Skip to main content

The Lunar Lander Neutron and Dosimetry (LND) Experiment on Chang’E 4

Abstract

Chang’E 4 is the first mission to the far side of the Moon and consists of a lander, a rover, and a relay spacecraft. Lander and rover were launched at 18:23 UTC on December 7, 2018 and landed in the von Kármán crater at 02:26 UTC on January 3, 2019. Here we describe the Lunar Lander Neutron & Dosimetry experiment (LND) which is part of the Chang’E 4 Lander scientific payload. Its chief scientific goal is to obtain first active dosimetric measurements on the surface of the Moon. LND also provides observations of fast neutrons which are a result of the interaction of high-energy particle radiation with the lunar regolith and of their thermalized counterpart, thermal neutrons, which are a sensitive indicator of subsurface water content.

Introduction

China is currently implementing a series of lunar missions which shall culminate in a crewed station on the lunar surface. The most recent major step in this endeavouring is the challenging Chang’E 4 mission to the far side of the Moon, to the South-Pole Aitken (SPA) basin (Xu et al. 2018). Chang’E 4 landed inside the von Kármán crater at \(177.5991^{\circ }\) E, \(45.4446^{\circ }\) S in selenographic coordinates at an elevation of \(-5{,}935~\mbox{m}\) (Liu et al. 2019). The SPA basin is the largest known impact crater on the Moon and one of the largest in the solar system. It is clear that a record of such a large impact is key to understanding large impacts in the solar system and thus constrains the impact history in the solar system (Potter et al. 2012). In addition, it gives insights into the evolution of such large-scale impact basins (Head et al. 1993), and reflects the composition of the lower crust and upper mantle of the Moon. Inside the SPA basin lies the relatively smooth von Kármán impact crater which is the landing site for Chinese lunar mission Chang’E 4 (Ye et al. 2017; Wu et al. 2018). The coordinates of the landing site and its geological context of the von Kármán crater and SPA basin is discussed in Huang et al. (2018).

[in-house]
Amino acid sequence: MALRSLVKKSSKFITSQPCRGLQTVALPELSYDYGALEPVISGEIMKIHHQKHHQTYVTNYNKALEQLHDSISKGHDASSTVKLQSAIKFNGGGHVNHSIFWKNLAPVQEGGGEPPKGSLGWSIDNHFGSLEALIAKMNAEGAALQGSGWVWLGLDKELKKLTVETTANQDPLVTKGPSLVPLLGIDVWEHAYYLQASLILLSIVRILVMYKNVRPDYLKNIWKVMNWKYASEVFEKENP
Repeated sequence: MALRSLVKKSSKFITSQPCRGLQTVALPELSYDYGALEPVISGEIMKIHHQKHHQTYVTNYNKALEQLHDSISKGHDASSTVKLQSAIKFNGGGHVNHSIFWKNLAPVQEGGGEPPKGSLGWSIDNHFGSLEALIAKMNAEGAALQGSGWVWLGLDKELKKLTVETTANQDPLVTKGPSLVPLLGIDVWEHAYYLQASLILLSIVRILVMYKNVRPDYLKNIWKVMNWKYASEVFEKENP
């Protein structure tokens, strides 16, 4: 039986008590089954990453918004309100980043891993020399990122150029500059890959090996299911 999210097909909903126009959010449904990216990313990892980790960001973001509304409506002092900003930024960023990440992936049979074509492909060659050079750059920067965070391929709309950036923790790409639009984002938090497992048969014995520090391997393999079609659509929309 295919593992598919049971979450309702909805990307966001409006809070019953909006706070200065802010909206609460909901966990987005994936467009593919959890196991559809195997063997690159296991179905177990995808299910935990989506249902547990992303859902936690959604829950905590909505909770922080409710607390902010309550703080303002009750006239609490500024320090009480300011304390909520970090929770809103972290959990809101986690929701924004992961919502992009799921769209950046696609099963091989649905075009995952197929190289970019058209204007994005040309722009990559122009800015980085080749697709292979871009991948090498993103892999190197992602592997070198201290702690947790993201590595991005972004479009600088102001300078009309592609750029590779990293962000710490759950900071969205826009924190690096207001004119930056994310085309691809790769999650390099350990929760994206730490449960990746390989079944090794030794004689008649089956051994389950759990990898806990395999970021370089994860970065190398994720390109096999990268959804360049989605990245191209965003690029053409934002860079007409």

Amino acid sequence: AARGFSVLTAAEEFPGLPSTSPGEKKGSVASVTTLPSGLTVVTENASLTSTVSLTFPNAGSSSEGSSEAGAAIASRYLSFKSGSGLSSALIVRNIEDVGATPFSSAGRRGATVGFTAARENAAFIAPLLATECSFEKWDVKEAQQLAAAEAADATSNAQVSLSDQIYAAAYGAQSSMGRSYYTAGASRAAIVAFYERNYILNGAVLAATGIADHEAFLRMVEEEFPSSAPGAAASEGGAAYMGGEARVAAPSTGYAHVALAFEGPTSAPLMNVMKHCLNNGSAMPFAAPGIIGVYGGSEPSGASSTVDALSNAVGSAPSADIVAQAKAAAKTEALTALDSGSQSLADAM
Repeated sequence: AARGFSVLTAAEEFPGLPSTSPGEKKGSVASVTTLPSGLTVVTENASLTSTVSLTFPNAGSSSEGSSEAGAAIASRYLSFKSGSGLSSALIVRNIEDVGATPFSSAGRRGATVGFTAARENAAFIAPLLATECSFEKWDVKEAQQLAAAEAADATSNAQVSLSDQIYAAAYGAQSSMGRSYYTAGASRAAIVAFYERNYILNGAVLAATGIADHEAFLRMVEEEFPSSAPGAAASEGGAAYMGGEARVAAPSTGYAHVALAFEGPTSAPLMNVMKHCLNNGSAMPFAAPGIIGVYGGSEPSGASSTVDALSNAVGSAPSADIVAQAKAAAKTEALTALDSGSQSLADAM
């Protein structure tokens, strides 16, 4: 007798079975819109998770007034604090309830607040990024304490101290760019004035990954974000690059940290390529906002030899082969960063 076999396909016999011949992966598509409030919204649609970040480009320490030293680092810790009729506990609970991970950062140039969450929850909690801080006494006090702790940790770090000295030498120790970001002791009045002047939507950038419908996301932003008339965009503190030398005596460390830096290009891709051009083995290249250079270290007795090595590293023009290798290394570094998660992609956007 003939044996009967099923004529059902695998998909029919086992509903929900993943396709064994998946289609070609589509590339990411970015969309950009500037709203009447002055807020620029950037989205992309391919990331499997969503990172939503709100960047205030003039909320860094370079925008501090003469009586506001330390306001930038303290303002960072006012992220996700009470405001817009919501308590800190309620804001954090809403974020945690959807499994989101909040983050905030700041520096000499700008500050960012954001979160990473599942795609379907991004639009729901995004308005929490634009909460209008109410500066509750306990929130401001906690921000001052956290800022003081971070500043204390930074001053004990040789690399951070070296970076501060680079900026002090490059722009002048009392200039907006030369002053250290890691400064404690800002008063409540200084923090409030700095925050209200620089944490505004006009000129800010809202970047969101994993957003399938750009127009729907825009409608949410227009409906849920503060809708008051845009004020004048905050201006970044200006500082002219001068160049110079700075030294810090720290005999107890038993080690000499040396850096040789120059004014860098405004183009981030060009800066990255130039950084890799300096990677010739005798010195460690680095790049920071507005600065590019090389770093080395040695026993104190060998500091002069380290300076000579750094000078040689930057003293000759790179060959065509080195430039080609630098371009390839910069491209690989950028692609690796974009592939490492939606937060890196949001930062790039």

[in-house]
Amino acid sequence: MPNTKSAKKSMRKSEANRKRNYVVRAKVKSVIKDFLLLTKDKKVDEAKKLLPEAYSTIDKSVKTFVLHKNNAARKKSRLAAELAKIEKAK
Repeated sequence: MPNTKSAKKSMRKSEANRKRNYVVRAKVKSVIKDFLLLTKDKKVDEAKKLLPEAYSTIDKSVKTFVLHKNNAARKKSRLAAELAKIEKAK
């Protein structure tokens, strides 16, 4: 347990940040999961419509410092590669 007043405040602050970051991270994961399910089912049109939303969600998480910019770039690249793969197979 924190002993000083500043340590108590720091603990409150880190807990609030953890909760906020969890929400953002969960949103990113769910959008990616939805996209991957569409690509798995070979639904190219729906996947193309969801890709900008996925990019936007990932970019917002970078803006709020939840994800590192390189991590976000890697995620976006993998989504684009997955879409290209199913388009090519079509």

In preparation of human exploration of the Moon and solar system, the Lunar Lander Neutrons and Dosimetry (LND) experiment aboard Chang’E 4 is performing the first active dosimetric measurements on the lunar surface. Radiation is one of the main concerns in human space flight and is a potentially limiting factor for crewed long-term missions such as a mission to the Moon or to Mars (Cucinotta and Chappell 2011). The complex radiation field of lunar missions is summarized briefly in the following two paragraphs. It is expected to exhibit large temporal variations in the intensity as well as the composition of the radiation and is quite different from that measured on the surface of Earth (Gordon et al. 2004; Haino et al. 2004; Neher 1971; Kremer et al. 1999). Therefore, active dosimetry, which provides time-resolved measurements of the radiation exposure, is a crucial requirement for human spaceflight in general and equally for human exploration of the Moon.